Wouldn’t it be nice to have a full-time staff of stellar project managers, technical experts, writers, strategists and PR pros? The reality is your marketing budget likely only stretches so far — and you might even be a marketing team of one. So how do you tackle everything on your to-do list and prioritize your marketing goals when there are only so many hours in a day and so many dollars to spend?
The answer is outsourcing. Hiring freelancers or agencies to help supplement your internal marketing activities and take the stress off you and your employees can be beneficial. This model works best when you keep the thinking, collaboration, project management and day-to-day execution in-house because your marketing team is most connected to your organization’s goals and can ensure that the efforts align with leadership’s priorities.
That said, here are six times when outsourcing makes sense:
1. What You Don’t Need Often
If you are working on a one-off special project like a recruitment brochure or exhibit booth signage, outsourcing may make sense. You can hire an experienced freelance graphic designer to complete the task within a set budget without taking your team away from their daily responsibilities. Just make sure you share your branding guidelines with the freelancer to ensure brand alignment and consistency.
2. What is Highly Technical and Ever-Changing
While it is important that your marketing team is tuned in to the latest technologies and trends, they may not be experts in all the disciplines needed to do the job. When it comes to technical areas like SEO, working with an outside consultant on the overall strategy and then executing in-house is both helpful and efficient. You can trust the SEO expert to stay on top of the ever-changing SEO guidelines while your team handles the daily tactics.
3. When You are Testing Something Out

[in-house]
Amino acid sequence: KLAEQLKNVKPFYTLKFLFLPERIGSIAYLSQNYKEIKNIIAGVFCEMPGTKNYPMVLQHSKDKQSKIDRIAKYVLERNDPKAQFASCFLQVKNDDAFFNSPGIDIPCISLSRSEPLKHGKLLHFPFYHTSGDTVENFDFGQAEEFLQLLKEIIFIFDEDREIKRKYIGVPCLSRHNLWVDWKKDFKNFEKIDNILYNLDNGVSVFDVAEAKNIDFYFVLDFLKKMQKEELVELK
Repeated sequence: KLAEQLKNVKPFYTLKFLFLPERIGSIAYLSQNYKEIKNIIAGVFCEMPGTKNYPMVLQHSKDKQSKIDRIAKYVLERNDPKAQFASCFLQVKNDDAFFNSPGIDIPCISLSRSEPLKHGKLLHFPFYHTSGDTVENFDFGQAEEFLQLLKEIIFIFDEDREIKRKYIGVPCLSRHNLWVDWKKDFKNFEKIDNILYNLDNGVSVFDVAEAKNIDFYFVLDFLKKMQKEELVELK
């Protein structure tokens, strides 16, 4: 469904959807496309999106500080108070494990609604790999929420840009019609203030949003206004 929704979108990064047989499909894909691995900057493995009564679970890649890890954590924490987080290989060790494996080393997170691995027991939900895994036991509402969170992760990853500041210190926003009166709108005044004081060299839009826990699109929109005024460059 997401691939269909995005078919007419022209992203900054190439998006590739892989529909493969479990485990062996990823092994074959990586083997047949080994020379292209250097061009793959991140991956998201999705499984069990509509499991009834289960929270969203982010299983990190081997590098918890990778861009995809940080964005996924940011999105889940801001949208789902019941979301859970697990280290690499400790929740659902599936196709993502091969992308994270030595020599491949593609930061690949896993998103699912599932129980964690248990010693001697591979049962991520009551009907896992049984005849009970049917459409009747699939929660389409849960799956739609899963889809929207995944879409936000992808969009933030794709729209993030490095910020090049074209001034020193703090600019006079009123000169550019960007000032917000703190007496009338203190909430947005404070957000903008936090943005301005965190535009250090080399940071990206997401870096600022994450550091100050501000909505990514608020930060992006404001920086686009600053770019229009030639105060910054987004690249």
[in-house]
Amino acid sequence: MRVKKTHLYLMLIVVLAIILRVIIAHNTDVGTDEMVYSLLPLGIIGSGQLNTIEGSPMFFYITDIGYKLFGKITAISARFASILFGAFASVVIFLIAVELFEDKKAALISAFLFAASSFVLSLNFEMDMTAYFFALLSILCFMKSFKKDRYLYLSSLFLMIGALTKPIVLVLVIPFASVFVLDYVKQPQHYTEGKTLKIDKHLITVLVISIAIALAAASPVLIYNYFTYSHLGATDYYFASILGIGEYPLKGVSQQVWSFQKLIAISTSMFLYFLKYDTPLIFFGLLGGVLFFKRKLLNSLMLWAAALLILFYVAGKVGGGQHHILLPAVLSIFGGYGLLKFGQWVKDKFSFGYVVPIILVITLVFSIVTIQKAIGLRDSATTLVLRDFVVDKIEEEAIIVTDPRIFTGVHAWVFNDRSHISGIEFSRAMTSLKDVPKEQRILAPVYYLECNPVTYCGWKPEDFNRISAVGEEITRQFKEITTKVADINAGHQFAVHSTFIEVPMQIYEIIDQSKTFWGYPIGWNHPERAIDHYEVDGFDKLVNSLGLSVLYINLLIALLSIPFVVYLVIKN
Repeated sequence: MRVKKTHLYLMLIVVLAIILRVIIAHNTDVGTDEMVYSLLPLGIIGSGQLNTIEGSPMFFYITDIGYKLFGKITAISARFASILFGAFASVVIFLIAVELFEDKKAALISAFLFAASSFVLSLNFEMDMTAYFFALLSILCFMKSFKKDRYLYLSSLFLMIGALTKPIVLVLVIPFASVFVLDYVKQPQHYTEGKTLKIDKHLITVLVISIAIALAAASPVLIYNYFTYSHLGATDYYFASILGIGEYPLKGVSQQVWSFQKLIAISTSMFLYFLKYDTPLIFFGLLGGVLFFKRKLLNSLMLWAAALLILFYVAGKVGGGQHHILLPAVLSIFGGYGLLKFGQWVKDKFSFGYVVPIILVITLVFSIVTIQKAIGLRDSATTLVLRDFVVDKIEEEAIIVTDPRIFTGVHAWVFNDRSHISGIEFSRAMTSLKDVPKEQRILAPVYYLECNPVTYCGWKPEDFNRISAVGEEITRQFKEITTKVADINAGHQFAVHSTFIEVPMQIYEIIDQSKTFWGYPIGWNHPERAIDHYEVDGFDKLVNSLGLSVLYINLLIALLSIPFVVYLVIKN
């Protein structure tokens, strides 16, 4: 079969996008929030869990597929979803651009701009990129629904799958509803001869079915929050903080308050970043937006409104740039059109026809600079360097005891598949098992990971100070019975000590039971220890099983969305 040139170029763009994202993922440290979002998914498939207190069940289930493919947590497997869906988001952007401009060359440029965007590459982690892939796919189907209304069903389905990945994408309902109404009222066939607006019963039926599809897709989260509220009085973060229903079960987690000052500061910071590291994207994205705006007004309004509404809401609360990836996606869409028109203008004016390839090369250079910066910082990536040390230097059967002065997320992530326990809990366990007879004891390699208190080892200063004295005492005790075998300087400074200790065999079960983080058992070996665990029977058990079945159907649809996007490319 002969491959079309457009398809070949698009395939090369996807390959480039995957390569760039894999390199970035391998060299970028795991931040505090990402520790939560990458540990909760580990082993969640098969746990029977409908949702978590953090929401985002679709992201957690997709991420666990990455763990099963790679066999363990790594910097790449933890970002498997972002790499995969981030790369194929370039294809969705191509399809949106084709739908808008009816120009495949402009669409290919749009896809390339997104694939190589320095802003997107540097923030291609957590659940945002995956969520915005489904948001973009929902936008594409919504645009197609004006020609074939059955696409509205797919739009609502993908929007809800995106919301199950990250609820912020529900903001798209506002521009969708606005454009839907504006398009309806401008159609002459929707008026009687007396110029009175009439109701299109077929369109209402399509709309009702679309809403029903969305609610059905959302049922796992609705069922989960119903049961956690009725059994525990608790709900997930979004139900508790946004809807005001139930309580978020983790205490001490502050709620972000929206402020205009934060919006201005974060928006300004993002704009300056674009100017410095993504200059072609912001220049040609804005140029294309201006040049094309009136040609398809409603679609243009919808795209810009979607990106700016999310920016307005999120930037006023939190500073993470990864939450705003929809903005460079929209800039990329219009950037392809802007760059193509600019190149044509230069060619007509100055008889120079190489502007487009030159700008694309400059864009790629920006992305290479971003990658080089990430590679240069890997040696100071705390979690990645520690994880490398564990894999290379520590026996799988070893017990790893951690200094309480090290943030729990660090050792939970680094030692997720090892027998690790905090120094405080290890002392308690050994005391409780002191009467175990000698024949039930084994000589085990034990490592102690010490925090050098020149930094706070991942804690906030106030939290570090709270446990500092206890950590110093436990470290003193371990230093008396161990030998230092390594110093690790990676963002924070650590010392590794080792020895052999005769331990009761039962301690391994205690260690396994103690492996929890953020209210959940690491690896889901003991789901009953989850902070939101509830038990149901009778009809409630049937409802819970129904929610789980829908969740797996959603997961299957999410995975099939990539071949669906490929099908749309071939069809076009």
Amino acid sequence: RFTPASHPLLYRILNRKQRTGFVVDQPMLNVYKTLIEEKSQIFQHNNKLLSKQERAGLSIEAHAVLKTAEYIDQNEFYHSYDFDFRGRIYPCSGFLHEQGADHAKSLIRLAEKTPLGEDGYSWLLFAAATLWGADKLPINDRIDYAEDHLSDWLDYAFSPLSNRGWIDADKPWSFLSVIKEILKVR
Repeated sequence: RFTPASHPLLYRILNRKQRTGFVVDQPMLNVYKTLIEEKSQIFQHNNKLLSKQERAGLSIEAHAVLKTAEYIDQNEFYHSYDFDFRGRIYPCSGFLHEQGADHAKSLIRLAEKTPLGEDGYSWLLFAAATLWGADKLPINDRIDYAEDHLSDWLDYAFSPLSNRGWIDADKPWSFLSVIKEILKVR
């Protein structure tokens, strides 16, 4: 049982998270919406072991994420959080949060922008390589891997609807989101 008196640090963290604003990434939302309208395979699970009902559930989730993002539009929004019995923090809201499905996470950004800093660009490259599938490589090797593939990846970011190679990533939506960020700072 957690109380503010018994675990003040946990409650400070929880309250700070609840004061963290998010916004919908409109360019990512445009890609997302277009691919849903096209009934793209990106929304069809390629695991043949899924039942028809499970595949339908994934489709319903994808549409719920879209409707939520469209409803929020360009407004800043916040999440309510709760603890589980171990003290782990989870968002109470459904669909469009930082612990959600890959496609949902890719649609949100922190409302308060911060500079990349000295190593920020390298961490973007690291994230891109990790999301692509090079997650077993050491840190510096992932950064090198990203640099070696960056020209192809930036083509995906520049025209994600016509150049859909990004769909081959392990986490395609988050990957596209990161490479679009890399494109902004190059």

If you’re on a bit of a learning curve and need to get something up and running quickly (like a webinar or paid search campaign), consider working with external experts. They can handle the entire project from start to finish or teach the “tricks of the trade” so you can eventually implement it in-house when you have the right resources and ability.
4. When New Ideas or Solutions are Needed
Sometimes you need a fresh set of eyes or a new solution to an ongoing problem. Is your social media campaign falling flat? Are your newsletter open rates declining? When your team has already tried new approaches without seeing results, it may be time to phone a friend. Whether it’s a sales coach, strategist or branding expert, working with external resources on innovative ideas that your team can implement is beneficial.
5. When You Don’t Have it In-House
Outsourcing can be a good approach to things like videos, photoshoots and podcasts. While you could execute these things in-house, you may not have the time or resources to get it done the best way. Producing quality videos requires a lot of work, including scripting, filming and editing. Working with a professional videographer may be a good choice, especially if videos are just one small piece of your marketing puzzle.
6. When You Lack the Budget for a Full-Time Staff Member
There are many different roles you may want on your dream marketing team. If you cannot hire more employees due to budget constraints, outsourcing can help you achieve the same goals without bringing on someone full-time. Take content as an example. You may not have someone on your team who can devote their entire time to writing, but they can work with freelance writers while managing the content strategy in-house.
Outsourcing some items while keeping others in-house is an effective way to work more efficiently without losing sight of your goals. Next time you’re faced with budget, time or resource constraints, consider delegating some tasks to a consultant, freelancer or agency.
About Denise Asker
I have the opportunity to lead the Clayton & McKervey's marketing, communications and business development activities, working closely with the shareholders to advance organizational goals. I am responsible for initiating activities which support our long-term relationships with clients, future clients, chambers of commerce, economic development partners, and business associates. My role includes the development of marketing strategy and implementation, staff training, event and program management, sales activities, and governance of the firm’s print and digital marketing communications.